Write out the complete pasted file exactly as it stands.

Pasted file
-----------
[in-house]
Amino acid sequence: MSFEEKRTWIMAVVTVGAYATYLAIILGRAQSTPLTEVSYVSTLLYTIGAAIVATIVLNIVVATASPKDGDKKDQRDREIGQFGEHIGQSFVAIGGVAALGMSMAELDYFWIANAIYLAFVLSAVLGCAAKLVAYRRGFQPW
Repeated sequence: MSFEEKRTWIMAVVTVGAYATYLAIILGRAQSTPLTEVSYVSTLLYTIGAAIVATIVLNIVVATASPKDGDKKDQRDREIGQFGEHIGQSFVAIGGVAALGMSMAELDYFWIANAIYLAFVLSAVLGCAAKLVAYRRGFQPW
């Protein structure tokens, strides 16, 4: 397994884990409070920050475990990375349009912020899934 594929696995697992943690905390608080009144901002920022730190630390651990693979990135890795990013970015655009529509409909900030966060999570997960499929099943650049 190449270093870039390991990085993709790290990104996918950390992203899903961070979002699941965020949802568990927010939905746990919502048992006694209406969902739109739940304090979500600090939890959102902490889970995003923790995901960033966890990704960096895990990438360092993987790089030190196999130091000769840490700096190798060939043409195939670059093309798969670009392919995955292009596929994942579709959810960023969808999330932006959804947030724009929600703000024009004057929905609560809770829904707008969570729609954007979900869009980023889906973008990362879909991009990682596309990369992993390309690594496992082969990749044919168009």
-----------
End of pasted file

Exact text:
[in-house]
Amino acid sequence: MSFEEKRTWIMAVVTVGAYATYLAIILGRAQSTPLTEVSYVSTLLYTIGAAIVATIVLNIVVATASPKDGDKKDQRDREIGQFGEHIGQSFVAIGGVAALGMSMAELDYFWIANAIYLAFVLSAVLGCAAKLVAYRRGFQPW
Repeated sequence: MSFEEKRTWIMAVVTVGAYATYLAIILGRAQSTPLTEVSYVSTLLYTIGAAIVATIVLNIVVATASPKDGDKKDQRDREIGQFGEHIGQSFVAIGGVAALGMSMAELDYFWIANAIYLAFVLSAVLGCAAKLVAYRRGFQPW
């Protein structure tokens, strides 16, 4: 397994884990409070920050475990990375349009912020899934 594929696995697992943690905390608080009144901002920022730190630390651990693979990135890795990013970015655009529509409909900030966060999570997960499929099943650049 190449270093870039390991990085993709790290990104996918950390992203899903961070979002699941965020949802568990927010939905746990919502048992006694209406969902739109739940304090979500600090939890959102902490889970995003923790995901960033966890990704960096895990990438360092993987790089030190196999130091000769840490700096190798060939043409195939670059093309798969670009392919995955292009596929994942579709959810960023969808999330932006959804947030724009929600703000024009004057929905609560809770829904707008969570729609954007979900869009980023889906973008990362879909991009990682596309990369992993390309690594496992082969990749044919168009």